Parshat Naso presents an array of laws, including those of the Nazir. The Nazir can be any man who wishes to draw closer to Hashem and attain a higher level of Kedushah. In order to maintain this level of Kedushah, the Nazir is not permitted to drink wine, cut his hair, or become Tamei Meit (impure through contact with a dead body).
It is interesting to note that the Torah forbids the Nazir to attend the funeral of his mother, father, or any of the seven family members that a regular Kohen, who is also forbidden to become Tamei Meit, is allowed to attend. This puts the Nazir on the level of the Kohen Kadol, the high priest, demonstrating to Bnei Yisrael that even if they are not from Sheivet Levi, they can still attain such high levels of Kedushah.
This Kedushah comes at a price, however. The Torah states that if someone dies suddenly in close proximity to the Nazir, he must shave his head and bring several offerings, including a sin-offering, in the Mishkan. His original Nezirut is nullified, and he must rededicate himself, because “he sinned regarding the dead person.” This expression is very puzzling; after all, it was not the Nazir’s fault that the man died and made him Tamei! Why does the Torah say that the Nazir sinned and obligate him to bring a sin-offering?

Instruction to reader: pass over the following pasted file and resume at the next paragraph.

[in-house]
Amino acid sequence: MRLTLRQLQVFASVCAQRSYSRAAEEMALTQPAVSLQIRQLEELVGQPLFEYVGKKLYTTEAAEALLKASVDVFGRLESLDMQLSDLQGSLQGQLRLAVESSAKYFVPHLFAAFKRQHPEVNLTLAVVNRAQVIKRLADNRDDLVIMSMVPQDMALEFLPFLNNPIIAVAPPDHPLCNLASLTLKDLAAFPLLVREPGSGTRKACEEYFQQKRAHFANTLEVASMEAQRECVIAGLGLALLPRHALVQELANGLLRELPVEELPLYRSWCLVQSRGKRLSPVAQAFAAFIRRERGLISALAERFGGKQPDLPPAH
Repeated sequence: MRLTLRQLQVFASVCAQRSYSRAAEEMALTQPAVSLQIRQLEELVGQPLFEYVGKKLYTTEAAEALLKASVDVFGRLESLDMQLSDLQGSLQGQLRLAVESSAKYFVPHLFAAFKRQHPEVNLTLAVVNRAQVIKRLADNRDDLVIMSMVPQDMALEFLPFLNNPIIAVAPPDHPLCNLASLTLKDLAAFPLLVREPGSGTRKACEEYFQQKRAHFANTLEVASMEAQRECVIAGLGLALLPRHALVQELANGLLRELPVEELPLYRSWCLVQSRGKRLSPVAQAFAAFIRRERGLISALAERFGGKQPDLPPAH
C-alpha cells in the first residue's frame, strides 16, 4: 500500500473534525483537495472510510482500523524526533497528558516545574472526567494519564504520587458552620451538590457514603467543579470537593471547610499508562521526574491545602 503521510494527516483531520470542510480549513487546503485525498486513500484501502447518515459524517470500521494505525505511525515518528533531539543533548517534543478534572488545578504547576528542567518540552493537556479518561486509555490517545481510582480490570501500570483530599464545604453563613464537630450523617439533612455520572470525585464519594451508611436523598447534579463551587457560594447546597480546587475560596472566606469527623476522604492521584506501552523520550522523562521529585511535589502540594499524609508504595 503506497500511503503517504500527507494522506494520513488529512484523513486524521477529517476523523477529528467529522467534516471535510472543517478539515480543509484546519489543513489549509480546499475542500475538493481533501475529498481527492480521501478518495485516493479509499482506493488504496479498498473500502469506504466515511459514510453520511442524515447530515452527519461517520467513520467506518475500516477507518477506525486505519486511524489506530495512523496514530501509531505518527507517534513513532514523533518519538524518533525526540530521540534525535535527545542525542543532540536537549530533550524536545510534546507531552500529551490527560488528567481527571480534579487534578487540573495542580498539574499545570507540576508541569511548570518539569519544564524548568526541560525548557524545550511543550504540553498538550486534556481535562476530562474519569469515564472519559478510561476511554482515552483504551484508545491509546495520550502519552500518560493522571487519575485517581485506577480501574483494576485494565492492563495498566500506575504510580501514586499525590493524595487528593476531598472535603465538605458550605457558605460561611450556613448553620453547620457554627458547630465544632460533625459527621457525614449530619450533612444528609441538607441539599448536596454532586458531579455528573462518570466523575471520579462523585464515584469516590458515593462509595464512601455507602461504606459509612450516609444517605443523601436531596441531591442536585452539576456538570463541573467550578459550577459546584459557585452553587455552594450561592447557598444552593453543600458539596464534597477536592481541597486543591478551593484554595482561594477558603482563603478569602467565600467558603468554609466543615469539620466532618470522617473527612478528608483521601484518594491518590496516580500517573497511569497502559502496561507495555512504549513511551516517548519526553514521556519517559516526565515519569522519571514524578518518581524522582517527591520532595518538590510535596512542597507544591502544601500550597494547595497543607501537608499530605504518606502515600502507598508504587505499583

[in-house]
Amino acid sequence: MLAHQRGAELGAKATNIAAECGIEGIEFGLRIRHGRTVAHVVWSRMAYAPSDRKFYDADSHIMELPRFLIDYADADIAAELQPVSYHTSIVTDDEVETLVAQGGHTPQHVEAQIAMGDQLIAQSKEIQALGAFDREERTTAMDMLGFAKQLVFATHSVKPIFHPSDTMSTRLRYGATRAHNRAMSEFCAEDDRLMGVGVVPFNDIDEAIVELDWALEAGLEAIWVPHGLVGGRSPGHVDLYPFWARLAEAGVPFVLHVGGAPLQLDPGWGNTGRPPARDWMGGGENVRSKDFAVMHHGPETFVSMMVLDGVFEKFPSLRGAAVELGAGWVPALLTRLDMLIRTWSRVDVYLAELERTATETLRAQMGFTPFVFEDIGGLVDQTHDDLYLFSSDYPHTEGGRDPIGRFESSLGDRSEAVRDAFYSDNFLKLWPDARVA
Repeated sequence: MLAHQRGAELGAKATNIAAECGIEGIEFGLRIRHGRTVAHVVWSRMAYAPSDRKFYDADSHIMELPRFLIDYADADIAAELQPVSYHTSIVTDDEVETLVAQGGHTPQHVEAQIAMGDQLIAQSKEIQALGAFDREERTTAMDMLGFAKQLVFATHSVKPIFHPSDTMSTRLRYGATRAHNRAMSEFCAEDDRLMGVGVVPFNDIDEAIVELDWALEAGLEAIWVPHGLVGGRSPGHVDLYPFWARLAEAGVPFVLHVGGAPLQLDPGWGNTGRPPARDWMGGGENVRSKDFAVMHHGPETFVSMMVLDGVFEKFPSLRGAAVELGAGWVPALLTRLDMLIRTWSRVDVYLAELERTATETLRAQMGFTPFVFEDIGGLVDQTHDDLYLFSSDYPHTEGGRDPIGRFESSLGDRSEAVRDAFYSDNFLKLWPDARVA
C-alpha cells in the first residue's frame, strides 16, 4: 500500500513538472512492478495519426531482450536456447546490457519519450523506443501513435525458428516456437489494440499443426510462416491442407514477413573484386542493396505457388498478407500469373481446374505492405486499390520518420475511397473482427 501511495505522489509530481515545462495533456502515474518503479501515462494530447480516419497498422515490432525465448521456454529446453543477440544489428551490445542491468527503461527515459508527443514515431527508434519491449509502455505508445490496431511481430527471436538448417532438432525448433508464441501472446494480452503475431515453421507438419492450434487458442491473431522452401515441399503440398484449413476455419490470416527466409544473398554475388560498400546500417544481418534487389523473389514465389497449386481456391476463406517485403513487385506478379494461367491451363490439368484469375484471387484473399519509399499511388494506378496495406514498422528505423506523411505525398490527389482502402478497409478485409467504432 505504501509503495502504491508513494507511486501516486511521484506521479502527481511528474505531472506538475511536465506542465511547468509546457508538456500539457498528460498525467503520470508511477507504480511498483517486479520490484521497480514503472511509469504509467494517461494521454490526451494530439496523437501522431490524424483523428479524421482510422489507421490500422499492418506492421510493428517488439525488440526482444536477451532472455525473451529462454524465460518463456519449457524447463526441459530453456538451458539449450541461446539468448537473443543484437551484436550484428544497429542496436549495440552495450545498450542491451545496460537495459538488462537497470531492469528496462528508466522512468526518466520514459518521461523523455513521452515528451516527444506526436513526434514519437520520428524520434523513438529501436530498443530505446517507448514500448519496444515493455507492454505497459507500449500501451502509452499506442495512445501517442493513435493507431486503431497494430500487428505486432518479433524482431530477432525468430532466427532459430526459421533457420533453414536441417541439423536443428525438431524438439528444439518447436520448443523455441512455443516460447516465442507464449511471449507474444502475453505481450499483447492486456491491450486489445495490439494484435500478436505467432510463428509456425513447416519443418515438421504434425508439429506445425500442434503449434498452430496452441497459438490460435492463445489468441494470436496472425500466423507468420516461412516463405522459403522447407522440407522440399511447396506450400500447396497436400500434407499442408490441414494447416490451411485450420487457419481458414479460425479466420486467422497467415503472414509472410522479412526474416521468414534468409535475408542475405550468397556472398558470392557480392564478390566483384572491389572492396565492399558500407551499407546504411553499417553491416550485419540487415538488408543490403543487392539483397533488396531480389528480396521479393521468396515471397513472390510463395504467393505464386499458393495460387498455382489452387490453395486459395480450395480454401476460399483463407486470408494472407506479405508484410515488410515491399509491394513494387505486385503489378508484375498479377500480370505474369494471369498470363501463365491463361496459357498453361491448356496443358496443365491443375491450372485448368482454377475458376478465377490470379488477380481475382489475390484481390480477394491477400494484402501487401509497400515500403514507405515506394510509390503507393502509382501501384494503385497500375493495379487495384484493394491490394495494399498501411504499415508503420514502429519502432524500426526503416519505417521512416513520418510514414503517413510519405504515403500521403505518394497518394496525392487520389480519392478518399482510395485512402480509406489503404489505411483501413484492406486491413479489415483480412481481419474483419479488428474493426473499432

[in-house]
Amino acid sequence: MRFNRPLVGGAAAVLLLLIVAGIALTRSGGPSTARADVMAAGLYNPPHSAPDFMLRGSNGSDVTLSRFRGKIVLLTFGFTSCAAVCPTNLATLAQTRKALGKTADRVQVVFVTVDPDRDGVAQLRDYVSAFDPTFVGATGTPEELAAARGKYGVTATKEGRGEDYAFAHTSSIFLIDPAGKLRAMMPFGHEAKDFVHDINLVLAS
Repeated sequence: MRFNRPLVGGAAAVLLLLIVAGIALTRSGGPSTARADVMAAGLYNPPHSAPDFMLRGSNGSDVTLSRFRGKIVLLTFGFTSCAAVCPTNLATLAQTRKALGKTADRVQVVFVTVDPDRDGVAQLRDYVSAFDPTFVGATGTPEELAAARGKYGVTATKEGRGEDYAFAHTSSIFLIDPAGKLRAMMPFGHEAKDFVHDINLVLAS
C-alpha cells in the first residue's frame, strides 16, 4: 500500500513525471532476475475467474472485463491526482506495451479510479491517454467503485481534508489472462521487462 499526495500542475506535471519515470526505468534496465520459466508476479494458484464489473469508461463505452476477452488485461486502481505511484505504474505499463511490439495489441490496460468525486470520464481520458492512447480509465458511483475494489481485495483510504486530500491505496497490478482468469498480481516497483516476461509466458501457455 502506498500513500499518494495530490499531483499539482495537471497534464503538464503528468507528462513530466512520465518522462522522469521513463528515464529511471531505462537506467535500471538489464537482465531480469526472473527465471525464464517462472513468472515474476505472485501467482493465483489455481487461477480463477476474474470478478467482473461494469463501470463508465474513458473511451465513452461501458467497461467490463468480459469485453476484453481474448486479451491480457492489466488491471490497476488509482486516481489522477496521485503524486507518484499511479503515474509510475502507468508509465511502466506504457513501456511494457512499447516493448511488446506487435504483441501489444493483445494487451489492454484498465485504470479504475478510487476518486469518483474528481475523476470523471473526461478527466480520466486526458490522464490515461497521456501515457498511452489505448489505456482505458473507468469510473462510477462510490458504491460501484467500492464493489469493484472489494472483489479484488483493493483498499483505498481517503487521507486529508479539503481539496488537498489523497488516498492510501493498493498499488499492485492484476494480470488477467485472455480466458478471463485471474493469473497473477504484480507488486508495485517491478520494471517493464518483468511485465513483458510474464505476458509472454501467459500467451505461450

Perhaps the Torah is trying to show us that another attribute of the Nazir is caring for the rest of Bnei Yisrael. As Chazal say, “Kol Yisrael Areivim Zeh LaZeh,” all Jews are responsible for one another. The similarity of the Nazir to the Kohen Gadol may indicate that the Nazir should attempt to imitate Aharon, the Kohen Gadol in the desert generation, who went to great lengths to restore peace between quarreling Jews. Even though the Nazir who became Tamei did not do anything actually wrong, he may have neglected to show the kind of care that Aharon would have – to be constantly on the lookout for a Jew in need of aid. Along with the rest of the elements of Kedushah comes a requirement to look for ways to help others beyond the letter of the law. In this sense, the Nazir did not fully keep to the standards he attempted to set for himself (otherwise a Jew would not have died suddenly in his presence), and hence must bring Korbanot to atone for this slight “sin.”